The Top 14 Destinations in Sumatra

Waterfall in a tropical rainforest, West Sumatra, Indonesia
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These top destinations in Sumatra, Indonesia’s largest island, are mainly frequented by domestic travelers or visitors from nearby Singapore and Malaysia. But that’s beginning to change as news spreads of Sumatra’s exciting culture, islands, and natural wonders. Still, even in busiest season, you’ll rarely have to deal with crowds of tourists (looking at you, Bali) while visiting these popular places.

No matter if you’re drawn to the lakes, islands, or busy cities, these top destinations in Sumatra have all the adventure you need for an exciting trip!

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Banda Aceh and Weh

Bay at Pulau Weh in Sumatra

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Banda Aceh, Banda Aceh City, Aceh, Indonesia

Although Bandah Aceh on the very northern tip of Sumatra was completely destroyed during the 2004 Boxing Day Tsunami, it’s valiantly recovering. Lampook Beach is where the devastating, 100-foot-tall wave first made landfall. The picturesque Baiturrahman Grand Mosque miraculously survived and is open to visitors—make sure to dress appropriately.

One enticing reason to visit Banda Aceh is nearby Pulau Weh, a beautiful island blessed with mostly undamaged reefs, walls, and wrecks that are a delight for divers. The snorkeling is excellent, too, and the water is the color you would expect at a dreamy tropical paradise.

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Bukit Lawang

An orangutan in Gunung Leusser National Park, Sumatra

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Bukit Lawang, Bohorok, Langkat Regency, North Sumatra, Indonesia

Just west of Medan in North Sumatra, the little tourist village of Bukit Lawang is a top destination in Sumatra for plenty of good reasons beyond its easy accessibility. Inexpensive ecolodges, river tubing, and outdoor activities draw adventurous travelers. Nightly cookouts and guitar sessions with the jungle guides are part of the charm.

Most importantly, Bukit Lawang is the jump-off point for trekking in Gunung Leuser National Park to spot wild orangutans and semi-wild ones being rehabilitated. The area is home to the largest population of Sumatran orangutans remaining on earth. You can see some of the semi-wild forest residents on a relatively easy half-day trek or go for a strenuous multi-day trip with nights spent in the jungle.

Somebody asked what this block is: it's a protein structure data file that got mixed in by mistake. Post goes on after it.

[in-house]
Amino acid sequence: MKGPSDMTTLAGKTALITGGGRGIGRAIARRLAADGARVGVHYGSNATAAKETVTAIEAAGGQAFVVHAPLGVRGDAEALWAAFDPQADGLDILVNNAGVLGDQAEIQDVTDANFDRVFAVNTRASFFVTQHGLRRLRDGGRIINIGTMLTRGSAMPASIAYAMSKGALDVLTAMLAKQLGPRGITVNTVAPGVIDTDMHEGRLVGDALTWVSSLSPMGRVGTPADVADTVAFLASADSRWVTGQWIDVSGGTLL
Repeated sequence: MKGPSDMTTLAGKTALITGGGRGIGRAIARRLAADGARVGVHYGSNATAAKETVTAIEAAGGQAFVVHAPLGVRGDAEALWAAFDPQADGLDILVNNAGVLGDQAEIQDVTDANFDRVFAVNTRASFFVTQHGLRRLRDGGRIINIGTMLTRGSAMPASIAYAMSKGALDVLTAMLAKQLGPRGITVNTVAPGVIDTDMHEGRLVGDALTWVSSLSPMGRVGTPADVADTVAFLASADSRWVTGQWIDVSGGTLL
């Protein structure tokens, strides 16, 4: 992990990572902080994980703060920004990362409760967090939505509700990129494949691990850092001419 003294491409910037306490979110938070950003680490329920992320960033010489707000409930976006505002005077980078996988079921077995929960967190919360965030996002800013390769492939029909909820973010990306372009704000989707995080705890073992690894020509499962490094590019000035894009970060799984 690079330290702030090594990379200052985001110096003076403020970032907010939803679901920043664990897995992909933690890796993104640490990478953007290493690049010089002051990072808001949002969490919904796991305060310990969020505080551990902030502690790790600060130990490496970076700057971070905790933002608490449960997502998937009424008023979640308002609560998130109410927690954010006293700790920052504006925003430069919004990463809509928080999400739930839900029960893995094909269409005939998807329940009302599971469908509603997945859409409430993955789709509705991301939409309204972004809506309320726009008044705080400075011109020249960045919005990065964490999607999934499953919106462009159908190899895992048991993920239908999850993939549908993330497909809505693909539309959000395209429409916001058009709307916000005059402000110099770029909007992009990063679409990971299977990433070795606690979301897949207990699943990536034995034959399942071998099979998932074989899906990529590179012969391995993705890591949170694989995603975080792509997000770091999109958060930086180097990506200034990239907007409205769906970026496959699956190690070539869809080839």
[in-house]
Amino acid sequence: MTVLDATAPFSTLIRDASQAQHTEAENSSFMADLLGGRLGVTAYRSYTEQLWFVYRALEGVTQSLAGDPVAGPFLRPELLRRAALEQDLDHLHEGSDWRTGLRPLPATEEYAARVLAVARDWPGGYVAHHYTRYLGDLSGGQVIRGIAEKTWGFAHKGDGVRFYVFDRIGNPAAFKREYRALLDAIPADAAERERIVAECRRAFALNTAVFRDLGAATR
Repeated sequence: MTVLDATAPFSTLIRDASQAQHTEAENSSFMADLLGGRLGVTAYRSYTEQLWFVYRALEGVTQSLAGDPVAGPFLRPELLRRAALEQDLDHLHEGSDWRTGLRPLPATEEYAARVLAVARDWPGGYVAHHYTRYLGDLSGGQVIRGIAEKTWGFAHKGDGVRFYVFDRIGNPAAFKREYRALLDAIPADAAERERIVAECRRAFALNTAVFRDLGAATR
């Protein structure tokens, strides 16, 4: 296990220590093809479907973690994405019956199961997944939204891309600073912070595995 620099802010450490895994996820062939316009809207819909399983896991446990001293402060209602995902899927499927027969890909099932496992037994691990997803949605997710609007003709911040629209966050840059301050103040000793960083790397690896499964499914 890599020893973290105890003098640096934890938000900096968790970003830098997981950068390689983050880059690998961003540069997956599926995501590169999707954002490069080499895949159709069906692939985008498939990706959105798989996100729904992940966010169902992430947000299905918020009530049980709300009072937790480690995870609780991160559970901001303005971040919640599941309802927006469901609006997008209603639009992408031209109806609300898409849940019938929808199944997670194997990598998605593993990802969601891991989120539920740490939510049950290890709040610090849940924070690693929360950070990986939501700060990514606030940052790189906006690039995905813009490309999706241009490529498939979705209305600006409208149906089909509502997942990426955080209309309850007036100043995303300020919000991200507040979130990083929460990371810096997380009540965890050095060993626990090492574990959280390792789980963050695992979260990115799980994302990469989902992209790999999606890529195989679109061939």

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Gunung Sibayak

The caldera atop Gunung Sibayak in North Sumatra

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Mount Sibayak, Jaranguda, Merdeka, Karo Regency, North Sumatra, Indonesia

Gunung Sibayak is one of the easiest volcanoes to climb in Sumatra—and maybe the closest you can get to standing inside an active caldera.

Gunung Sibayak hasn’t erupted in a long time, but nearby Gunung Sinabung has been erupting off and on since 2013. You can tell Sibayak wants some of its bigger sibling’s attention. The ground often trembles inside the caldera, water boils around you, and noxious sulfuric gas sometimes blasts from vents with a roar.

To climb Gunung Sibayak, base yourself in the small town of Berastagi. Make a stop at the majestic Sipiso-Piso Waterfall just north of Lake Toba along the way.

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Lake Toba

Lake Toba in North Sumatra, Indonesia

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Lake Toba, North Sumatra, Indonesia

Lake Toba, the largest volcanic lake in the world, is the top destination in Sumatra for many international visitors. Samosir Island was pushed up in the center of the big lake by volcanic pressure and has become a popular place to relax. Yes, you can technically be on an island that's on an island.

Days at Toba are spent swimming, exploring, and learning about former headhunting practices from the (now) friendly Batak people. Even with the many reasons to visit, Samosir Island only gets busy around Chinese New Year.

Despite its extreme depth, geothermal activity keeps Lake Toba nice and warm for swimming. The climate is mild and the air is fresh when the rest of Sumatra feels hot and sticky. The scenery at Lake Toba is captivating, as is the idea that you’re having breakfast in the crater of a supervolcano that altered the earth’s climate and population when it blew thousands of years ago!

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Lake Maninjau

Lake Maninjau in West Sumatra
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Lake Maninjau, Tanjung Raya, Agam Regency, West Sumatra, Indonesia

West Sumatra’s Lake Maninjau is a deep caldera lake that’s around 12 miles long and 5 miles wide. You can ride a scooter around it in an hour, meeting the friendly Minangkabau people along the way—or you could just do what most visitors do: enjoy a couple lazy days admiring the view. Same as at Lake Toba, the breeze feels refreshing after enduring the usual climate in Sumatra.

Lake Maninjau is an idyllic place to grab a lakeside guesthouse and enjoy the clean air with a book in hand. Fishing is also an option.

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The "Great Wall" just outside of Bukittinggi, West Sumatra

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Bukittinggi, Bukittinggi City, West Sumatra, Indonesia

The small town of Bukittinggi makes a perfect base for exploring West Sumatra, especially on scooter or motorbike. Not only is Bukittinggi easier to get around than Padang, it’s situated directly between Lake Maninjau and Mount Marapi, a volcano that can be climbed in one day with an early start.

Bukittinggi has a few small points of interest in the area. The Great Wall of Koto Gadang is jokingly referred to as Indonesia’s version of the Great Wall of China. Regardless, the walk to Koto Gadang village is a memorable day adventure with canyon views from the wall—and often at least one monkey attack.

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The Harau Valley

Harau Valley in West Sumatra
Greg Rodgers